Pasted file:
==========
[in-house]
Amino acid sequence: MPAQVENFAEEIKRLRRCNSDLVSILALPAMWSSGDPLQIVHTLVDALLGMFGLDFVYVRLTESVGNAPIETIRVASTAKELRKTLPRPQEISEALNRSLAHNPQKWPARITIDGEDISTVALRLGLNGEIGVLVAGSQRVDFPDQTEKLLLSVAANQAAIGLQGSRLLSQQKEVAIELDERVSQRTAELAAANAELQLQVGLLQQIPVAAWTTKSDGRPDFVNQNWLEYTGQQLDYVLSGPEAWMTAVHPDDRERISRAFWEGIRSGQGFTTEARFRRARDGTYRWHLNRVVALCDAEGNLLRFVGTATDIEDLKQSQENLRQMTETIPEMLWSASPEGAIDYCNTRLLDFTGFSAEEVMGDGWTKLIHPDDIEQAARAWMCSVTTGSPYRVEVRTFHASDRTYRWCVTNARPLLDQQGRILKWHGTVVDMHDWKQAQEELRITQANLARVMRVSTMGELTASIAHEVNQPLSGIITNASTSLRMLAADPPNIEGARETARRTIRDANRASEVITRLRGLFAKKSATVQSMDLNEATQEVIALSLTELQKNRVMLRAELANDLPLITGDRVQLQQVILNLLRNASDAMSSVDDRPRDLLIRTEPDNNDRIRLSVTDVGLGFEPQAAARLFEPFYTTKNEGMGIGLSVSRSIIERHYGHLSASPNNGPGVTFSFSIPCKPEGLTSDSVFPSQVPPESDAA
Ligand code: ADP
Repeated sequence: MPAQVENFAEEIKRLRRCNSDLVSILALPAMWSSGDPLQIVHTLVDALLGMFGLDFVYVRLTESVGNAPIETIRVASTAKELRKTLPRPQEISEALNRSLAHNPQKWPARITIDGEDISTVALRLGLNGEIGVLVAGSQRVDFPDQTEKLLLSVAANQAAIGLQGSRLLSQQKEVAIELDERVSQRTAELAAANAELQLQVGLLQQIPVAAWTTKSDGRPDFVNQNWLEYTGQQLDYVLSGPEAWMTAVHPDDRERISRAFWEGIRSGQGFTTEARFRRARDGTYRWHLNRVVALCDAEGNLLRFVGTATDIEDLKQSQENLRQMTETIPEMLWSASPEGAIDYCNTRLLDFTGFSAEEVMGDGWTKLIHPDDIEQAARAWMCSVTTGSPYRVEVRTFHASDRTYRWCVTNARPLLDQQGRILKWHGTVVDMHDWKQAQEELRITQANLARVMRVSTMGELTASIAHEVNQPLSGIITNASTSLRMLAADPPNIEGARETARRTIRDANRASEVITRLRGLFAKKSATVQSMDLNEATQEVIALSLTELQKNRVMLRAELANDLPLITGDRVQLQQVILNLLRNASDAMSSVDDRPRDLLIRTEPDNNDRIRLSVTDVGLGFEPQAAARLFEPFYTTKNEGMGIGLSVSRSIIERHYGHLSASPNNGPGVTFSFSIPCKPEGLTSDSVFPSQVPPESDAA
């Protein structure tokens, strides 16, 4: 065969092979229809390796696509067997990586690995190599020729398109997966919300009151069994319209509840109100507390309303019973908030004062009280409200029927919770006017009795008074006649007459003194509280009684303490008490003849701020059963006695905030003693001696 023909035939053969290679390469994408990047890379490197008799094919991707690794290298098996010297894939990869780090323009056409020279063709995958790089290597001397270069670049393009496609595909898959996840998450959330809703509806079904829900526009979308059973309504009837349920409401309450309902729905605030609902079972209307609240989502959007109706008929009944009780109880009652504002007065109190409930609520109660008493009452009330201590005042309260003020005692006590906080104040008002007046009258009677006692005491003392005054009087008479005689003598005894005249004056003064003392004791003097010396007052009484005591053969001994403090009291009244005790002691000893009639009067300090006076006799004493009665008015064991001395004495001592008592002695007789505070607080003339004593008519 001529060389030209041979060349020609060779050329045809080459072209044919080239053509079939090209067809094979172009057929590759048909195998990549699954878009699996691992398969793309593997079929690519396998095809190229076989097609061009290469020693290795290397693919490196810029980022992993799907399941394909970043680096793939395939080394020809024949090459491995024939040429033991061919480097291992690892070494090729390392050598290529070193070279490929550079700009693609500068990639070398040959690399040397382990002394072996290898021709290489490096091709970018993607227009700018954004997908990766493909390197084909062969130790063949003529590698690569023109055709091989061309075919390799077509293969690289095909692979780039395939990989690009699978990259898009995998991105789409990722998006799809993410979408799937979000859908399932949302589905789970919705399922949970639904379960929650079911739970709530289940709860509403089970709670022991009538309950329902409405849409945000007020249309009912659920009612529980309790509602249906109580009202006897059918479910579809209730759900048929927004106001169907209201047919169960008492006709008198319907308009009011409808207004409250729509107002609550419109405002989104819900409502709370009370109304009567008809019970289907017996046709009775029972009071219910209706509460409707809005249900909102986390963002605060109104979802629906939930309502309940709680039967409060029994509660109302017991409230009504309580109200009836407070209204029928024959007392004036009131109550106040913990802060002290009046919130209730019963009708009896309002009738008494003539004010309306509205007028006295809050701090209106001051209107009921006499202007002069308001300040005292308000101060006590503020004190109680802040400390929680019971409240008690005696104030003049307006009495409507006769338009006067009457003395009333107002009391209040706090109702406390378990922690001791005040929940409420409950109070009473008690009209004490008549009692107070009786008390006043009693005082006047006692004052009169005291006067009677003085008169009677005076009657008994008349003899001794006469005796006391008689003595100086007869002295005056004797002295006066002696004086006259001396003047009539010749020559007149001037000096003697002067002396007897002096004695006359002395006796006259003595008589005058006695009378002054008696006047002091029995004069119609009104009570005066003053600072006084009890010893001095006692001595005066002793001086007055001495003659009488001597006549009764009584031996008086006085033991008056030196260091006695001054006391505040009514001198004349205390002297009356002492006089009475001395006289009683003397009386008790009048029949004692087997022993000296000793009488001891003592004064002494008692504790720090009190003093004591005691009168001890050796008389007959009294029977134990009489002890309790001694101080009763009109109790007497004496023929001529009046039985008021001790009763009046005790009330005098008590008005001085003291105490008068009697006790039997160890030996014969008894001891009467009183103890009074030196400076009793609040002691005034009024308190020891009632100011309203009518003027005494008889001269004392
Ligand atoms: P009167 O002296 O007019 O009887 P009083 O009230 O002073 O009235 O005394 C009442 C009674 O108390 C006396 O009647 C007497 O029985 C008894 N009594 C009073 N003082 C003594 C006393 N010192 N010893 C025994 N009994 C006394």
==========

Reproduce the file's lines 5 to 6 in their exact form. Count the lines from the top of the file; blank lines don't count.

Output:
């Protein structure tokens, strides 16, 4: 065969092979229809390796696509067997990586690995190599020729398109997966919300009151069994319209509840109100507390309303019973908030004062009280409200029927919770006017009795008074006649007459003194509280009684303490008490003849701020059963006695905030003693001696 023909035939053969290679390469994408990047890379490197008799094919991707690794290298098996010297894939990869780090323009056409020279063709995958790089290597001397270069670049393009496609595909898959996840998450959330809703509806079904829900526009979308059973309504009837349920409401309450309902729905605030609902079972209307609240989502959007109706008929009944009780109880009652504002007065109190409930609520109660008493009452009330201590005042309260003020005692006590906080104040008002007046009258009677006692005491003392005054009087008479005689003598005894005249004056003064003392004791003097010396007052009484005591053969001994403090009291009244005790002691000893009639009067300090006076006799004493009665008015064991001395004495001592008592002695007789505070607080003339004593008519 001529060389030209041979060349020609060779050329045809080459072209044919080239053509079939090209067809094979172009057929590759048909195998990549699954878009699996691992398969793309593997079929690519396998095809190229076989097609061009290469020693290795290397693919490196810029980022992993799907399941394909970043680096793939395939080394020809024949090459491995024939040429033991061919480097291992690892070494090729390392050598290529070193070279490929550079700009693609500068990639070398040959690399040397382990002394072996290898021709290489490096091709970018993607227009700018954004997908990766493909390197084909062969130790063949003529590698690569023109055709091989061309075919390799077509293969690289095909692979780039395939990989690009699978990259898009995998991105789409990722998006799809993410979408799937979000859908399932949302589905789970919705399922949970639904379960929650079911739970709530289940709860509403089970709670022991009538309950329902409405849409945000007020249309009912659920009612529980309790509602249906109580009202006897059918479910579809209730759900048929927004106001169907209201047919169960008492006709008198319907308009009011409808207004409250729509107002609550419109405002989104819900409502709370009370109304009567008809019970289907017996046709009775029972009071219910209706509460409707809005249900909102986390963002605060109104979802629906939930309502309940709680039967409060029994509660109302017991409230009504309580109200009836407070209204029928024959007392004036009131109550106040913990802060002290009046919130209730019963009708009896309002009738008494003539004010309306509205007028006295809050701090209106001051209107009921006499202007002069308001300040005292308000101060006590503020004190109680802040400390929680019971409240008690005696104030003049307006009495409507006769338009006067009457003395009333107002009391209040706090109702406390378990922690001791005040929940409420409950109070009473008690009209004490008549009692107070009786008390006043009693005082006047006692004052009169005291006067009677003085008169009677005076009657008994008349003899001794006469005796006391008689003595100086007869002295005056004797002295006066002696004086006259001396003047009539010749020559007149001037000096003697002067002396007897002096004695006359002395006796006259003595008589005058006695009378002054008696006047002091029995004069119609009104009570005066003053600072006084009890010893001095006692001595005066002793001086007055001495003659009488001597006549009764009584031996008086006085033991008056030196260091006695001054006391505040009514001198004349205390002297009356002492006089009475001395006289009683003397009386008790009048029949004692087997022993000296000793009488001891003592004064002494008692504790720090009190003093004591005691009168001890050796008389007959009294029977134990009489002890309790001694101080009763009109109790007497004496023929001529009046039985008021001790009763009046005790009330005098008590008005001085003291105490008068009697006790039997160890030996014969008894001891009467009183103890009074030196400076009793609040002691005034009024308190020891009632100011309203009518003027005494008889001269004392
Ligand atoms: P009167 O002296 O007019 O009887 P009083 O009230 O002073 O009235 O005394 C009442 C009674 O108390 C006396 O009647 C007497 O029985 C008894 N009594 C009073 N003082 C003594 C006393 N010192 N010893 C025994 N009994 C006394």